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Alarming New Report from Library of Congress Says 70 Percent of America's Silent Films Are Lost and Gone Forever

Photo of Beth Hanna By Beth Hanna | Thompson on Hollywood December 4, 2013 at 12:46PM

The National Film Preservation Board and Library of Congress have revealed a depressing if perhaps unsurprising new study claiming that 70 percent of America's silent films, dating between 1919 and 1929, are gone forever.
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Lon Chaney's "After Midnight" (1927), one of the thousands of America's lost silent films
Lon Chaney's "After Midnight" (1927), one of the thousands of America's lost silent films

The National Film Preservation Board and Library of Congress have revealed a depressing if perhaps unsurprising new study claiming that 70 percent of America's silent films, dating between 1919 and 1929, are gone forever. Of the 11,000 feature films released in that productive period, only 30 percent still exist, and even half of those are in some incomplete form, or exist only in foreign versions or in lower quality formats (such as 28mm or 16mm).

Reasons for this mass loss of the country's silent films range from chemical decay, fire, perceived lack of value (i.e. not commercial) and high storage costs.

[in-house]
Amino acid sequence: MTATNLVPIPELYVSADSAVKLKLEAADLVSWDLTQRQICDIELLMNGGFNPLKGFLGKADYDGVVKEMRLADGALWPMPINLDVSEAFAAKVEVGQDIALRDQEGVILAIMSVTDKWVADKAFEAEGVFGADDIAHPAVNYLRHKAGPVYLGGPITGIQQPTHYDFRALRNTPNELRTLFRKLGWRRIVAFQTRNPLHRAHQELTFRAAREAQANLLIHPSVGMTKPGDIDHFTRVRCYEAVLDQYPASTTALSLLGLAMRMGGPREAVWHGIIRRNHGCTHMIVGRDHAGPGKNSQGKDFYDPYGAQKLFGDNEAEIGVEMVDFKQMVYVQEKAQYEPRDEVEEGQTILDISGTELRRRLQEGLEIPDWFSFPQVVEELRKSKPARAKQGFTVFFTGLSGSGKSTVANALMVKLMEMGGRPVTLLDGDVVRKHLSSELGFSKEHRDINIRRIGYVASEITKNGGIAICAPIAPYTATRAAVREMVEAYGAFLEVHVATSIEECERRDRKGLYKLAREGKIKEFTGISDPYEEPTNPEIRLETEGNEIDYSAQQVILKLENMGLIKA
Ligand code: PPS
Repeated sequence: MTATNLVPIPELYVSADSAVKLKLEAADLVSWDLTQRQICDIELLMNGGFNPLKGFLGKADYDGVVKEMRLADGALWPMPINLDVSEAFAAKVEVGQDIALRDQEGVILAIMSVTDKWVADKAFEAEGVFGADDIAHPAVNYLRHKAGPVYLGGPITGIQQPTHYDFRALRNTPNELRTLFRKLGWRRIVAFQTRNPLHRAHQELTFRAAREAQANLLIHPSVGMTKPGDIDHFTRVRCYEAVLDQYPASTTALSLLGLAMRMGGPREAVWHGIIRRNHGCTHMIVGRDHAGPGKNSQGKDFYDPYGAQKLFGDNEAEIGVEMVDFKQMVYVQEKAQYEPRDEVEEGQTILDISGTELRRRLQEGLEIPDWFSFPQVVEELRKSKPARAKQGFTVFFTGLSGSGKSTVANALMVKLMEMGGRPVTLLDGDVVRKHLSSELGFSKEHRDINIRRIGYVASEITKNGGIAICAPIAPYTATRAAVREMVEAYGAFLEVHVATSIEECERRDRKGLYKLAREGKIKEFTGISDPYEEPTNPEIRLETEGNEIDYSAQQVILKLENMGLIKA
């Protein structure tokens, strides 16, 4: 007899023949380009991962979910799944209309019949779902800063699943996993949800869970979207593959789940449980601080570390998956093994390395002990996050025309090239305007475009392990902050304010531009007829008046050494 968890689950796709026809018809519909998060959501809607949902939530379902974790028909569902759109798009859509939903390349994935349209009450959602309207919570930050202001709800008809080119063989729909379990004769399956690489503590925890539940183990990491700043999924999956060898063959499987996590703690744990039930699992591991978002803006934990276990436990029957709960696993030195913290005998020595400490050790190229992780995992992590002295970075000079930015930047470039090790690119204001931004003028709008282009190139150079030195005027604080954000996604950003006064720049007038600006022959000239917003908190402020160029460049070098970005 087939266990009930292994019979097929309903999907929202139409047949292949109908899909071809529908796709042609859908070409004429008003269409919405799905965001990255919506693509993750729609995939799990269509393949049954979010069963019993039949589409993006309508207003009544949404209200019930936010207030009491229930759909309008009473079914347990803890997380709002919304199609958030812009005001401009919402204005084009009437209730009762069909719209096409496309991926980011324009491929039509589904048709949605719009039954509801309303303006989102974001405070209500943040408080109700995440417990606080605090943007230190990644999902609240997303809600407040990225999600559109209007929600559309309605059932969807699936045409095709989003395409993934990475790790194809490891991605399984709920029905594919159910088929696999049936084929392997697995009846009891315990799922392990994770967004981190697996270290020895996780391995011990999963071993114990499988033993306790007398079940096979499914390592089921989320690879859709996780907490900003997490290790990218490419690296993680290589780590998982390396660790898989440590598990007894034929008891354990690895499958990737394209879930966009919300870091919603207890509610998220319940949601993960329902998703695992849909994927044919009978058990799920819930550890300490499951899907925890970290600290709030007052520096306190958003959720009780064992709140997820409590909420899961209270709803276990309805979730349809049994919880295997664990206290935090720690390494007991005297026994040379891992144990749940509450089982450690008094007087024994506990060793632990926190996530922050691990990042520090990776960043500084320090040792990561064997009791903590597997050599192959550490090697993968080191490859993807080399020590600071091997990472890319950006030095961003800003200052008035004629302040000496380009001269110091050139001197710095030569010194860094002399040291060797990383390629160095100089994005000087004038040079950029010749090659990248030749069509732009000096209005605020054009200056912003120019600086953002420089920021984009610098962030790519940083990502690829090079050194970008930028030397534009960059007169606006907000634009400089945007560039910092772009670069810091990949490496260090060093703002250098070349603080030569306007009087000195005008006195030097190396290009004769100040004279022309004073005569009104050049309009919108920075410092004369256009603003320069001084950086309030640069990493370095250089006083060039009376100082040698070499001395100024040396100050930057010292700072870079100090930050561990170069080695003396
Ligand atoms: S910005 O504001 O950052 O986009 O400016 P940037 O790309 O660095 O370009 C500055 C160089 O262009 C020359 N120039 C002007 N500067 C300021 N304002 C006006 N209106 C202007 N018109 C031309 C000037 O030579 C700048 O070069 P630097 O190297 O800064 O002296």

Director, cinephile and Film Foundation head Martin Scorsese, however, was able to pinpoint a bit of hope in these bleak findings, stating:

“This report is invaluable because the artistry of silent film is essential to our culture. Any time a silent picture by some miracle turns up, it reminds us of the treasures we’ve already lost. It also gives us hope that others may be discovered. The research presented in this report serves as a road map to finding silent films we once thought were gone forever and encourages creative partnerships between archives and the film industry to save silent cinema.”

The first step is awareness.

This article is related to: News, Martin Scorsese, Martin Scorsese, News, Silent film


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Thompson on Hollywood

Born and raised in Manhattan, Anne Thompson grew up going to the Thalia and The New Yorker and wound up at grad Cinema Studies at NYU. She worked at United Artists and Film Comment before heading west as that magazine's west coast editor. She wrote for the LA Weekly, Sight and Sound, Empire, The New York Times and Entertainment Weekly before serving as West Coast Editor of Premiere. She wrote for The Washington Post, The London Observer, Wired, More, and Vanity Fair, and did staff stints at The Hollywood Reporter and Variety. She eventually took her blog Thompson on Hollywood to Indiewire. She taught film criticism at USC Critical Studies, and continues to host the fall semester of “Sneak Previews” for UCLA Extension.